13-08-2019 - Hits:46 - Ruth Fisher - avatar Ruth Fisher

In 2005, a physician-scientist research pioneer, John Ioannides, published what has come to be a widely circulated paper, “Why Most Published Research Findings Are False.” The replication crisis we’re having in science embodies the concern voiced by Mr. Ioannides. Yet, despite much evidence that so many studies are not valid...

Read more

Actions without Consequences Are Causing Our Healthcare Crisis

02-07-2019 - Hits:347 - Ruth Fisher - avatar Ruth Fisher

Actions Have Consequences I often turned to my father for advice. I would ask him, “What’s the right decision to make?” And he would invariably reply, “There’s no right or wrong. There are only consequences.” By taking the morality out of the equation, my father forced me to focus not on the...

Read more

Cash-Based Models for Healthcare

16-06-2019 - Hits:473 - Ruth Fisher - avatar Ruth Fisher

The configuration of our current healthcare system is a product of its history: It has evolved into its current form as a consequence of two primary sets of factors. First, the healthcare system has evolved into its current form due to historical laws and regulations that have generally catered to...

Read more

The US Healthcare System Is Massively Complex and Massively Interconnected 

31-10-2018 - Hits:2485 - Ruth Fisher - avatar Ruth Fisher

Consider how the different groups of players in the healthcare system are connected to one another: Healthcare Industry Trends Trends in society and in the healthcare industry over time have led to  Increases in medical information  Increases in numbers and specialties of service providers Increases in numbers of available medical devices and pharmaceuticals Increases in malpractice...

Read more

Playing the Marijuana Market Transition Game

26-09-2018 - Hits:2555 - Ruth Fisher - avatar Ruth Fisher

Download PDF Timeline of US Marijuana Laws California Is Different from Other Legalized States Description and Implications of CA Legislation Marijuana Supply Chain Regulations and Realities Players of the CA Market Transition Game CA Market Evolution to Date Future Market Evolution   California is currently transitioning from illegal and semi-legal markets for marijuana to legal markets. The black and...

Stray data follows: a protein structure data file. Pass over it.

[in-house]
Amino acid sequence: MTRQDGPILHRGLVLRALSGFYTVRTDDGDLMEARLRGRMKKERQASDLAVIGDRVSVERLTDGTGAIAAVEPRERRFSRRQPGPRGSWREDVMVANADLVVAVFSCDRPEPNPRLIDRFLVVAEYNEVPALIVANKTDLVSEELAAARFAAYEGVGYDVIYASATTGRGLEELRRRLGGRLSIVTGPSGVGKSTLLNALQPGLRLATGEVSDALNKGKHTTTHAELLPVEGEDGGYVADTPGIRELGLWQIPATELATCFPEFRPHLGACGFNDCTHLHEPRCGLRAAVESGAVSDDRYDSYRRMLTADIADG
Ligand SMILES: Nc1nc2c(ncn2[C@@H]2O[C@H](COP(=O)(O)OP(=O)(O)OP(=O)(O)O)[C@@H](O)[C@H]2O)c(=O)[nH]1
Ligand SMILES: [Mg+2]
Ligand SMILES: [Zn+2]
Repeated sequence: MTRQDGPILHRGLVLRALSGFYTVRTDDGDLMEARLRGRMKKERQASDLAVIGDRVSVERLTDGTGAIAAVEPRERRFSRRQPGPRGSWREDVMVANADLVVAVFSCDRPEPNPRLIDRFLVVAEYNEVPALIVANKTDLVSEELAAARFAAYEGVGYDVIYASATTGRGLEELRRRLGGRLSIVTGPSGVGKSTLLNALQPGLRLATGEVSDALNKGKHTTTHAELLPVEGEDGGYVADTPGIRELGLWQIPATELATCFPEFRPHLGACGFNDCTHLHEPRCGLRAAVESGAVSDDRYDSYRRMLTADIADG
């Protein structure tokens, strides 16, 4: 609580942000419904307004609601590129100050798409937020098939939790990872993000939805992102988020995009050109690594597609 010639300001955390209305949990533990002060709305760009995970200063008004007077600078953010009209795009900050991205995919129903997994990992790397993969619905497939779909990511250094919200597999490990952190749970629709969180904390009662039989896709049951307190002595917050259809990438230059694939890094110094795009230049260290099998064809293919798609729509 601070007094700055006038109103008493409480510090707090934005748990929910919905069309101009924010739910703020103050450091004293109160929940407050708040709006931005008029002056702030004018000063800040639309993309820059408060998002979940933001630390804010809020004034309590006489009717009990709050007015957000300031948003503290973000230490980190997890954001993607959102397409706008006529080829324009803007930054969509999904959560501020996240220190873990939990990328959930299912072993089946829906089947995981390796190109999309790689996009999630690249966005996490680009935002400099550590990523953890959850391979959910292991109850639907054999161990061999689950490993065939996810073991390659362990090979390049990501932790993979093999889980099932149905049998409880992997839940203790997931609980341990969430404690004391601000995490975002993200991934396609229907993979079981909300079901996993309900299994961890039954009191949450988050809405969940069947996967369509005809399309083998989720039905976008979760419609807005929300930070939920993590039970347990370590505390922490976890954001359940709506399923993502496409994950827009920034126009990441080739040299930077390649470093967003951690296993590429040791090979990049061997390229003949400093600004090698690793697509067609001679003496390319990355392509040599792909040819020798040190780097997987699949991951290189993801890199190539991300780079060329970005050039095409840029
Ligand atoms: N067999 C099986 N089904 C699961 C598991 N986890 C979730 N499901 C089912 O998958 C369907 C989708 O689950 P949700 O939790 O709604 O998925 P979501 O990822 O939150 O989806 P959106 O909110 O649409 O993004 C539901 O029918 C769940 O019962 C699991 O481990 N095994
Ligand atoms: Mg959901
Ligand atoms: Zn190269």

Read more

Playing the Virtual Reality Game

29-08-2018 - Hits:2438 - Ruth Fisher - avatar Ruth Fisher

Key Concepts Before we can understand the issues related to 360°, 3D, AR and VR technologies, we have to understand some key concepts. Immersion and Presence The goal of 360°, 3D, AR and VR technologies is to immerse users in an environment, so that they feel they have been “teleported” to this new...

Read more

Is Our Economy Playing the Demand Side or Supply Side Game?

10-08-2018 - Hits:936 - Ruth Fisher - avatar Ruth Fisher

Which actions should government take to spur economic activity during economic recessions? Liberals tend to believe in Demand Side Economics, that is, demand drives the economy. So during recessions, government should stimulate demand through spending. Conservatives, on the other hand, tend to believe in Supply Side Economics, that is, supply drives...

Read more

Why Don’t Projects Go As Planned?

26-06-2018 - Hits:1034 - Ruth Fisher - avatar Ruth Fisher

Business projects, government programs, and social activities. We make plans and projections for the activities we are going to undertake. Yet, when we actually implement the programs, all too often, the results don’t turn out as well as we had planned. Why not? I had a client, for example, that employed...

Read more